A flash fiction, a micro read, a sawn-off tale… or something else. Call it what you will, here’s a short short story…
Reach for love
The first word was final. Yet the second word smoked the first. Prognoses jarred in the mind of us both going by our silence. I asked myself, ‘Is that like diagnosis? And why is it plural?’
I held my head firm but fired a glance, my eyes tracing dot-to-dot all over dad. He was blinking, processing words, or that moment, or the future, or all of it. Perhaps the same words that clanked around my skull – muzzling the audible tick of the clock on the wall and easing the silence.
The three of us had sat together, apart, quietly on cold, practical seats. The Specialist had held his poker face: no visible tick, no break in eye contact, a past master at this endgame. Of the questions that could be answered, all had been answered by both parties. It had been a soporific back-and-forth, almost a dialogue, it had duality. I had been present as a sense check, a sounding board, a son.
For several weeks Dad had been muddled: everyday words beyond his reach, his speech an unbridled creative surge. Wondrous words never before heard.
A beguiling lingo.
‘Planget 1 and Planget 2.’
A gobbledygook framing unknown unknowns.
My haphazard, poetic guess: he started speaking in tongues as his mind soared from a shrinking skull toward an endless horizon.
Sometimes my voice was an echo, at times more external like a chorus to his soliloquy. Perhaps there were moments when our two brains were like one, in sync. Yet for about a fortnight I had fumbled any unravelling of dad’s knotted speech. I spy-hopped across oceans of stories – increasingly as a dragonfly skimming dad’s serene pauses. He seemed to have been puzzling out both the grave and the mundane, definitely the decades.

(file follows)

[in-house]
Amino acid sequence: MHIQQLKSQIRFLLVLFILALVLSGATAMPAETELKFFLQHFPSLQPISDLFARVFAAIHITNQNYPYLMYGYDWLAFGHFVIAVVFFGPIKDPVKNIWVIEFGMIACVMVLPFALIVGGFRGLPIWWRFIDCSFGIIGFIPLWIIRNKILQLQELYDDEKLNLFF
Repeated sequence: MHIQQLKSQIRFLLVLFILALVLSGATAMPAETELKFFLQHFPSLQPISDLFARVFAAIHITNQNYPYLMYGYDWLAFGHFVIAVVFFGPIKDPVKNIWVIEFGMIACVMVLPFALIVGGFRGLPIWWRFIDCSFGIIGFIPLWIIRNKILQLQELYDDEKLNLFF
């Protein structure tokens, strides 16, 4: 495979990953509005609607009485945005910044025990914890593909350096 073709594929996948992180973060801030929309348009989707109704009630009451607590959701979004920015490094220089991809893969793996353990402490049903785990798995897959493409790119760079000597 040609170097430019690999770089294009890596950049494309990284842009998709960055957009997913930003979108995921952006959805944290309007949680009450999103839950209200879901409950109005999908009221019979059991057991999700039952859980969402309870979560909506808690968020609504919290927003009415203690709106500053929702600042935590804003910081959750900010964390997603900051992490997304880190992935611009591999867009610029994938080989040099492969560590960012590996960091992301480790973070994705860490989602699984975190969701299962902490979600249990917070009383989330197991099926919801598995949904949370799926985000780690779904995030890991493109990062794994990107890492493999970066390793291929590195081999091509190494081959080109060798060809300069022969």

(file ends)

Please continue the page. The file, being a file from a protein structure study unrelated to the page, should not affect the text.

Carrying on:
‘All that time’, a memorable quote, a long gaze.
We laughed an awful lot.
Looking back at that pivotal meeting I can hear everything in detail: each word breaking the ambient hiss of silence in the room, or that which gets mistaken for silence just as so many things get muddled. Noise in the air merges with muffled TV audio from the waiting area. Indiscernible human speech gnaws at the foot of the door. My deep breaths, calm clearings of throat, scant interjections.
I can hear myself doing what I had done on that day: looking for dad although he had already gone. There, as elsewhere, I had knowingly soaked up each blink and the rise-and-fall of his jumper marking breaths, and hugged him goodbye with a gaze – one type among so many farewells.
I can picture again the Specialist in my peripheral vision, looking back-and-forth between dad and myself. I stay focused on dad yet I visualise what I hold in my hand, out of sight: the prognoses, the words being recorded, my phone. It was illicit yet vital – dad may have gotten stuck on the first word, perhaps the second, doubtless the opening line or two.
By the close of that day the prognoses had gained a lustre of reality. In the days that followed dad and I were able to listen over: to glimpse understanding, certainty, truth – or at least to rehydrate any pruned memories and help un-pickle any pause. The audio app had thieved privacy yet aired intimacy – like the give-and-take of steroids; how they had boosted dad back to us, despite the sinkhole swirl of unstoppable decline.
Such recordings prevented any folie-à-deux. Our two brains could meld together again, to bridge temporary latticework that held fast against the sludge. We were two halves of an hourglass, nudged over to the horizontal. We could stop time. We laughed at mysteries, enjoyed puzzles. We could climb a mountain and look into the wind. We could reach for love.
P.s. An audio version is freely available so if you prefer to give your eyes a rest and exercise your ears, or if you appreciate multi-sensory experiences, please spy-hop over to The MacGuffin (it’s a free site, and I adopted a pseudonym).